An explicit upper limit would also give the markets a target, and potentially could intensify market disruptions. However, in terms of a rough reference point for the bank’s tolerance toward yield rises at the moment, the Bank of Japan might possibly be envisioning a cap of around 0.75%, in the middle of the range between 0.5% and 1.0%.
Meanwhile, as long as it doesn’t become the new normal for 10-year JGB yields to rise to 1.0%, the Bank of Japan likely won’t seek to implement any further such tweaks to YCC.
Given that the current round of softening measures will permit only a limited increase in yields, there would seem to be little likelihood that we’ll see developments like yen appreciation and falling stock prices accelerate and cause turbulence in the financial markets, or that any conspicuous adverse effects will arise for economic or price conditions.
The BOJ indicating its view that inflation above 2% won’t last
Last December when the Bank of Japan chose to expand the YCC variability range, that decision led to significant turmoil in the financial markets. That was because the markets interpreted the bank’s move as laying the groundwork for full-scale policy revisions to be undertaken right away under the new Governor’s administration beginning this April. Various media outlets also simultaneously reported this development as a “de-facto rate hike”.
This time, however, it seems that the bank has managed to skillfully implement these softening measures while mitigating their impact on the financial markets. That’s probably because the Bank of Japan had already instilled in the financial markets the understanding that softening measures would be clearly distinct from a full-scale policy revision.
The Bank of Japan has stated that achieving its 2% price stability target is a prerequisite for policy normalization. Under these circumstances, it has repeatedly conveyed that achieving 2% stable inflation is currently “not in sight”, in light of which the markets have understood that these new measures will not be a prelude to policy normalization, or to a full-blown policy revision.
Also notable at the Monetary Policy Committee meeting held on July 28 was the price forecast in the “Outlook for Economic Activity and Prices (Outlook Report)”. FY2023 consumer prices (excluding fresh foods) showed a year-on-year rise of 2.5%, a significant upward revision from the 1.8% rise stated in the previous report made in April.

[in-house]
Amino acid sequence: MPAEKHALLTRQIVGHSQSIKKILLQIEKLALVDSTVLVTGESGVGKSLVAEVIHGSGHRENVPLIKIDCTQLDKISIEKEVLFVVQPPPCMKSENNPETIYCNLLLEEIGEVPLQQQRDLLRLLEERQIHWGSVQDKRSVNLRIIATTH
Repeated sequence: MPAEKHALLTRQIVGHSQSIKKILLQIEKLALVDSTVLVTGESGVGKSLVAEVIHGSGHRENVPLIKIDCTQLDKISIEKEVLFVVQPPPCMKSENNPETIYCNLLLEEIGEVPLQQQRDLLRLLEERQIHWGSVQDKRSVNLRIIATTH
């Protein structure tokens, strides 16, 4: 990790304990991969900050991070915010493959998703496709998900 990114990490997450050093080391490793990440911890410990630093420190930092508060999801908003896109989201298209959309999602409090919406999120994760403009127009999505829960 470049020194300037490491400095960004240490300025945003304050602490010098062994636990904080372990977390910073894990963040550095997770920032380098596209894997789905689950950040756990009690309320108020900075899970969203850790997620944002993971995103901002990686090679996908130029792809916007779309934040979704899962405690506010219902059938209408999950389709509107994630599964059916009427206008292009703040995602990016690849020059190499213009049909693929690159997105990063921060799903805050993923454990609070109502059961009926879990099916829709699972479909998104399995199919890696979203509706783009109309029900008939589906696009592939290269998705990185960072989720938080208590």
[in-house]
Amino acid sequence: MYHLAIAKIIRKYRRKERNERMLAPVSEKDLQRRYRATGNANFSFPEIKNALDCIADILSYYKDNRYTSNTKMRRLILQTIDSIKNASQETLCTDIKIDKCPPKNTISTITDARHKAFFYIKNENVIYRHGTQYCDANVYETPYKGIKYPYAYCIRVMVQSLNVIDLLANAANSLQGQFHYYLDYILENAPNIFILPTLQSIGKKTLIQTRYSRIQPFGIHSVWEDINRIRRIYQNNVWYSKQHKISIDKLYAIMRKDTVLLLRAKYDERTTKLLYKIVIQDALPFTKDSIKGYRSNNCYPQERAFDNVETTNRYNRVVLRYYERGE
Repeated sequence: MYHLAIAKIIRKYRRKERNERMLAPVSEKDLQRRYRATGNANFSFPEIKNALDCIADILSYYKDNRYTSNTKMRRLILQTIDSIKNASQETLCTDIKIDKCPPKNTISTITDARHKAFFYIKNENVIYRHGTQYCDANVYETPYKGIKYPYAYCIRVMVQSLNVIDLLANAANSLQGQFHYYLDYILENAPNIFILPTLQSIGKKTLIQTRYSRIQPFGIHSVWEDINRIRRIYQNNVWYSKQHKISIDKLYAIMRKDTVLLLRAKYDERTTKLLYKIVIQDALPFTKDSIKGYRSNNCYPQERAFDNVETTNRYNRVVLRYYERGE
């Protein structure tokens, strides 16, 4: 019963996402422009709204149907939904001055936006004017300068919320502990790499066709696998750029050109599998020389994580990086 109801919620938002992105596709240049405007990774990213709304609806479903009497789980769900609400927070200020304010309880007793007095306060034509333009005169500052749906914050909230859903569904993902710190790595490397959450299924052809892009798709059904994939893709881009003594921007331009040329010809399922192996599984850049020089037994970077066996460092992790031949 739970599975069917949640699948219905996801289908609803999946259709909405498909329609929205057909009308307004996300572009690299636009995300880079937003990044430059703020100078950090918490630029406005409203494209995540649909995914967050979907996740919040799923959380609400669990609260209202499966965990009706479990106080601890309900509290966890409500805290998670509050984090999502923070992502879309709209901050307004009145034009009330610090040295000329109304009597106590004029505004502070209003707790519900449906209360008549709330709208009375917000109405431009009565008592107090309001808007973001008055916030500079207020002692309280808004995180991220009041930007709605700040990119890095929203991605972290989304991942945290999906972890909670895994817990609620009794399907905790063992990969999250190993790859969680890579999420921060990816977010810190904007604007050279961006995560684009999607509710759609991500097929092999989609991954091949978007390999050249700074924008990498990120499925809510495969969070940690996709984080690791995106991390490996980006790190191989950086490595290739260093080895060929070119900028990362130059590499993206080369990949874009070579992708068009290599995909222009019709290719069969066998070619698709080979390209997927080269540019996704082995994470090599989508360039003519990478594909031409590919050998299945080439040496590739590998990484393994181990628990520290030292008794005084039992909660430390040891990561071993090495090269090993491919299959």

Governor Ueda has therefore explained that the emergence of an upside risk in the price outlook was one reason that the bank chose to implement softening measures at this time. If the inflation rate were to climb and to be accompanied by a rise in the markets’ medium- and long-term inflation expectations, that could put increased upward pressure on 10-year JGB yields, and thus in some sense the bank made a pre-emptive move to create some leeway for yields to rise.
On the other hand, the FY2024 price outlook stood at plus 1.9%, which was instead a downward revision from the 2.0% rise stated in the previous report. And the FY2025 outlook was even lower at just plus 1.6%, unchanged from the last report’s outlook.
This signifies that the Bank of Japan has become confident in its outlook that the current inflation rate of more than 2% will not be sustained, and that it will again fall below 2% sometime during the bank’s forecast period. I believe that by indicating this to the public, the Bank of Japan may also have intended to quell market speculations that the current round of softening measures will lead soon to a full-fledged policy revision.
Medium- and long-term inflation expectations differ from country to country
Incidentally, the crisis posed by global price surges finally appears to be ending. The year-on-year rate of increase in the June CPI in the U.S. was 3.0%, reflecting 12 straight months of decline, and hitting the lowest level seen in two years and three months. This is already just one-third the rate of increase that was seen back during peak inflation. In the Eurozone as well, the year-on-year rate of increase in consumer prices fell to around half of what it had been during peak times.